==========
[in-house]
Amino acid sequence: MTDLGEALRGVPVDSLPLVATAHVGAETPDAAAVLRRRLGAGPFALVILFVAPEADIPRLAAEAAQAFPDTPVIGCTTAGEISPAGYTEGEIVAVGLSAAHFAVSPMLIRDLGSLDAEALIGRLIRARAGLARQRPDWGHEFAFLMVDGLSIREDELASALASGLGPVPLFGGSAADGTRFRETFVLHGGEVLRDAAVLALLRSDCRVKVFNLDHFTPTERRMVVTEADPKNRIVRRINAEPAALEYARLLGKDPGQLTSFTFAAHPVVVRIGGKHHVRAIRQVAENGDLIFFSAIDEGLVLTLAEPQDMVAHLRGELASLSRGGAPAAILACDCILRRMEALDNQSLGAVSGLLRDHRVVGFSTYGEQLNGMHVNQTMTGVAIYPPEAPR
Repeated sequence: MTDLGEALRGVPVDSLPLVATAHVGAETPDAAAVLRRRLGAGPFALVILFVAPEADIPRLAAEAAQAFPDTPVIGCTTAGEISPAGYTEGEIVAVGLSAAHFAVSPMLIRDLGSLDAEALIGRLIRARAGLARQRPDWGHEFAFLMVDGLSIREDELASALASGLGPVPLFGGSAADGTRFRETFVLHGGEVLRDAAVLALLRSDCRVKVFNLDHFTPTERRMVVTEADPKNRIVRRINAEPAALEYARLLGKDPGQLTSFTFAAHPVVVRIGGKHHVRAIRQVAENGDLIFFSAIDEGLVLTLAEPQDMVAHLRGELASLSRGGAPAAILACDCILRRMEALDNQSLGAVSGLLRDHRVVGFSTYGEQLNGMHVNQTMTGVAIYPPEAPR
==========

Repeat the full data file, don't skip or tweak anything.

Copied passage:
[in-house]
Amino acid sequence: MTDLGEALRGVPVDSLPLVATAHVGAETPDAAAVLRRRLGAGPFALVILFVAPEADIPRLAAEAAQAFPDTPVIGCTTAGEISPAGYTEGEIVAVGLSAAHFAVSPMLIRDLGSLDAEALIGRLIRARAGLARQRPDWGHEFAFLMVDGLSIREDELASALASGLGPVPLFGGSAADGTRFRETFVLHGGEVLRDAAVLALLRSDCRVKVFNLDHFTPTERRMVVTEADPKNRIVRRINAEPAALEYARLLGKDPGQLTSFTFAAHPVVVRIGGKHHVRAIRQVAENGDLIFFSAIDEGLVLTLAEPQDMVAHLRGELASLSRGGAPAAILACDCILRRMEALDNQSLGAVSGLLRDHRVVGFSTYGEQLNGMHVNQTMTGVAIYPPEAPR
Repeated sequence: MTDLGEALRGVPVDSLPLVATAHVGAETPDAAAVLRRRLGAGPFALVILFVAPEADIPRLAAEAAQAFPDTPVIGCTTAGEISPAGYTEGEIVAVGLSAAHFAVSPMLIRDLGSLDAEALIGRLIRARAGLARQRPDWGHEFAFLMVDGLSIREDELASALASGLGPVPLFGGSAADGTRFRETFVLHGGEVLRDAAVLALLRSDCRVKVFNLDHFTPTERRMVVTEADPKNRIVRRINAEPAALEYARLLGKDPGQLTSFTFAAHPVVVRIGGKHHVRAIRQVAENGDLIFFSAIDEGLVLTLAEPQDMVAHLRGELASLSRGGAPAAILACDCILRRMEALDNQSLGAVSGLLRDHRVVGFSTYGEQLNGMHVNQTMTGVAIYPPEAPR